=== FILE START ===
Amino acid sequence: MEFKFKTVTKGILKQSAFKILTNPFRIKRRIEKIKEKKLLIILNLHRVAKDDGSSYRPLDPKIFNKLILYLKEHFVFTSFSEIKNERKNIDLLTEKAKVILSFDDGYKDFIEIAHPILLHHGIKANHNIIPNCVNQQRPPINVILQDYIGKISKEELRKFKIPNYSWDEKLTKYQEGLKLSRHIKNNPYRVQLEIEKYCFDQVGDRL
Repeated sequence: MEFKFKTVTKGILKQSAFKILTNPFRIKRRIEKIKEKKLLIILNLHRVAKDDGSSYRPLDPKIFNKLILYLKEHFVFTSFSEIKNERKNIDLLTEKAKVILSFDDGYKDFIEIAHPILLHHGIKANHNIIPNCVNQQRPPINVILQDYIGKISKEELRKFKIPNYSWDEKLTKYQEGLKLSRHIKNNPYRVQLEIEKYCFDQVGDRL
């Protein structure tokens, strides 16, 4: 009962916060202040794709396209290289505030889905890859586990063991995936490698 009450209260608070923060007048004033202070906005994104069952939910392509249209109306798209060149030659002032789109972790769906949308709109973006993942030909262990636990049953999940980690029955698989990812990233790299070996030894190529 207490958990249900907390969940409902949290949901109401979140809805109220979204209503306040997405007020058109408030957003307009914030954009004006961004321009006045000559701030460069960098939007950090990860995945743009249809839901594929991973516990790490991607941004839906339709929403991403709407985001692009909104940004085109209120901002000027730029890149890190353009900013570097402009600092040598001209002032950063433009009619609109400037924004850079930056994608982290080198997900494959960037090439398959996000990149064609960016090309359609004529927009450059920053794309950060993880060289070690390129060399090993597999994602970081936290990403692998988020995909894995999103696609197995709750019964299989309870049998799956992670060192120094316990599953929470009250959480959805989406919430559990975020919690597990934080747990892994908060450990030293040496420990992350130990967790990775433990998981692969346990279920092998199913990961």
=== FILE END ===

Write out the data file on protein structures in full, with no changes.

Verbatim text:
Amino acid sequence: MEFKFKTVTKGILKQSAFKILTNPFRIKRRIEKIKEKKLLIILNLHRVAKDDGSSYRPLDPKIFNKLILYLKEHFVFTSFSEIKNERKNIDLLTEKAKVILSFDDGYKDFIEIAHPILLHHGIKANHNIIPNCVNQQRPPINVILQDYIGKISKEELRKFKIPNYSWDEKLTKYQEGLKLSRHIKNNPYRVQLEIEKYCFDQVGDRL
Repeated sequence: MEFKFKTVTKGILKQSAFKILTNPFRIKRRIEKIKEKKLLIILNLHRVAKDDGSSYRPLDPKIFNKLILYLKEHFVFTSFSEIKNERKNIDLLTEKAKVILSFDDGYKDFIEIAHPILLHHGIKANHNIIPNCVNQQRPPINVILQDYIGKISKEELRKFKIPNYSWDEKLTKYQEGLKLSRHIKNNPYRVQLEIEKYCFDQVGDRL
């Protein structure tokens, strides 16, 4: 009962916060202040794709396209290289505030889905890859586990063991995936490698 009450209260608070923060007048004033202070906005994104069952939910392509249209109306798209060149030659002032789109972790769906949308709109973006993942030909262990636990049953999940980690029955698989990812990233790299070996030894190529 207490958990249900907390969940409902949290949901109401979140809805109220979204209503306040997405007020058109408030957003307009914030954009004006961004321009006045000559701030460069960098939007950090990860995945743009249809839901594929991973516990790490991607941004839906339709929403991403709407985001692009909104940004085109209120901002000027730029890149890190353009900013570097402009600092040598001209002032950063433009009619609109400037924004850079930056994608982290080198997900494959960037090439398959996000990149064609960016090309359609004529927009450059920053794309950060993880060289070690390129060399090993597999994602970081936290990403692998988020995909894995999103696609197995709750019964299989309870049998799956992670060192120094316990599953929470009250959480959805989406919430559990975020919690597990934080747990892994908060450990030293040496420990992350130990967790990775433990998981692969346990279920092998199913990961």